Cloudflare revealed yesterday that a bug in its code caused sensitive data to leak from some of the major websites that use its performance enhancement and security services. Uber, Fitbit, OkCupid and 1Password are among Cloudflare’s millions of clients, and it’s possible that personal data such as authentication tokens and cookies leaked from many client websites during the five months before the bug was discovered and reported by Tavis Ormandy, a Google researcher.
Unfortunately, it’s still not entirely clear how many Cloudflare customers were affected by the bug. The leaked data was cached by search engines in some cases, making the clean-up of the leak a difficult process. Although Google, Yahoo, Bing and other search engines worked to scrub the data before Cloudflare publicly disclosed the bug, researchers reported today that they were still finding samples of leaked data in search engine caches.
“You can still find random authentication cookies for sites affected by #CloudBleed with a simple Google search… and they work,” Hector Martin, a security researcher, tweeted. (The Cloudflare incident has earned the nickname CloudBleed after being compared to the HeartBleed vulnerability.) Martin discovered an authentication cookie for a financial website, Motherboard reported. The cookie would allow an attacker to log in to the site without a password, posing as a regular user.
Given that sensitive data is still floating around in search engine caches, it’s a good idea to reset your account passwords and enable two-factor authentication. You should also use a password manager to generate unique passwords for the websites you visit.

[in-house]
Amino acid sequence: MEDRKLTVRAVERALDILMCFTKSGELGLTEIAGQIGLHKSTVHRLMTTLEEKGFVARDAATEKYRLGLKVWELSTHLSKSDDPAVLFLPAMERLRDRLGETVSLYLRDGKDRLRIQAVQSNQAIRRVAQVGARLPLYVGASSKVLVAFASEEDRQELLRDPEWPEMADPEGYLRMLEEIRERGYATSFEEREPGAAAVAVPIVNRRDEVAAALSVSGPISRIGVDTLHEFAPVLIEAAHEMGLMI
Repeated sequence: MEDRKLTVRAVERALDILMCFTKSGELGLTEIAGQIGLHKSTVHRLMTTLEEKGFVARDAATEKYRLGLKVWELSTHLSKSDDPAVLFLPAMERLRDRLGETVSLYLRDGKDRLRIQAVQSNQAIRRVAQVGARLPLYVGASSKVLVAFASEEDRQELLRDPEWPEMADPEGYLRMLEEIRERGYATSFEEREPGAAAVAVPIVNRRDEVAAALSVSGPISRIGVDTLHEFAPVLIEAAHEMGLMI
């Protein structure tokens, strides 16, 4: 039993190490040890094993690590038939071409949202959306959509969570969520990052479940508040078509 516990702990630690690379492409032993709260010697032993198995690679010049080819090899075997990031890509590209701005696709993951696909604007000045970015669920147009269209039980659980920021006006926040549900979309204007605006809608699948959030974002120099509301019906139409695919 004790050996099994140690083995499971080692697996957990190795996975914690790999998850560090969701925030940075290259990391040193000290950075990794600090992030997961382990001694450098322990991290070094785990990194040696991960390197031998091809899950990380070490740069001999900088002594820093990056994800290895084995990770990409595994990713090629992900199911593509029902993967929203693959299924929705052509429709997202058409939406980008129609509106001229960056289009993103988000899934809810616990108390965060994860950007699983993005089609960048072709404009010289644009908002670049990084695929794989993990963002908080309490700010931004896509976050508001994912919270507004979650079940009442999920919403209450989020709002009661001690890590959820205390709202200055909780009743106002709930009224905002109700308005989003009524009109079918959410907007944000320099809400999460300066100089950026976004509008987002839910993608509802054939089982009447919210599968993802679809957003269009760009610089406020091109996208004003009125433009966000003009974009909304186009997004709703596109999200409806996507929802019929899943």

Cloudflare hasn’t found any leaked passwords or uncovered any evidence that the bug was discovered by anyone other than Ormandy — but it never hurts to refresh your passwords, particularly since they may be exposed in a cache.
Ormandy said that it would be wise for consumers to reset their passwords. “We cannot know for sure what has leaked, but we do know there’s a lot out there that we’re still scrambling to clean up,” he told TechCrunch. “Data was leaked accidentally over the last six months by crawlers, and regular users downloading files and visiting websites. That data could contain passwords, cookies, private data, etc. We don’t know what’s out there, private messages, passwords, credit card details.”
Users can’t clean up the mess all by themselves. Because the leak included cookies and authentication tokens, website administrators will need to take action too.
It might be a good idea for sites that use Cloudflare to issue a forced password reset to their users and revoke authentication credentials for mobile apps. (Some Cloudflare customers, like Creative Commons and Bugcrowd, are already doing this.)
Security researcher Ryan Lackey points out that, for some sites, a password reset might not be worth the loss of trust that it can provoke in consumers. “It doesn’t appear large numbers of credentials have been compromised, so for a consumer service with limited risk to compromised accounts, it may not be worth the effort. For administrator credentials, or for any sites processing highly sensitive information through Cloudflare, the lack of a quantifiable maximum exposure probably means it is worth forcing a password update,” Lackey wrote in a Medium post.
You can check out a list of Cloudflare customers to see if websites you use might be affected by the leak — but keep in mind that not all of Cloudflare’s clients were affected. Because of the way Cloudflare’s code was configured, the leak was at its worst for less than a week, when 1 in every 3,300,000 Cloudflare requests might have caused leakage. As Cloudflare notes, that’s just 0.00003% of requests.
This story has been updated to clarify that authentication credentials but not passwords have been found in leaked caches.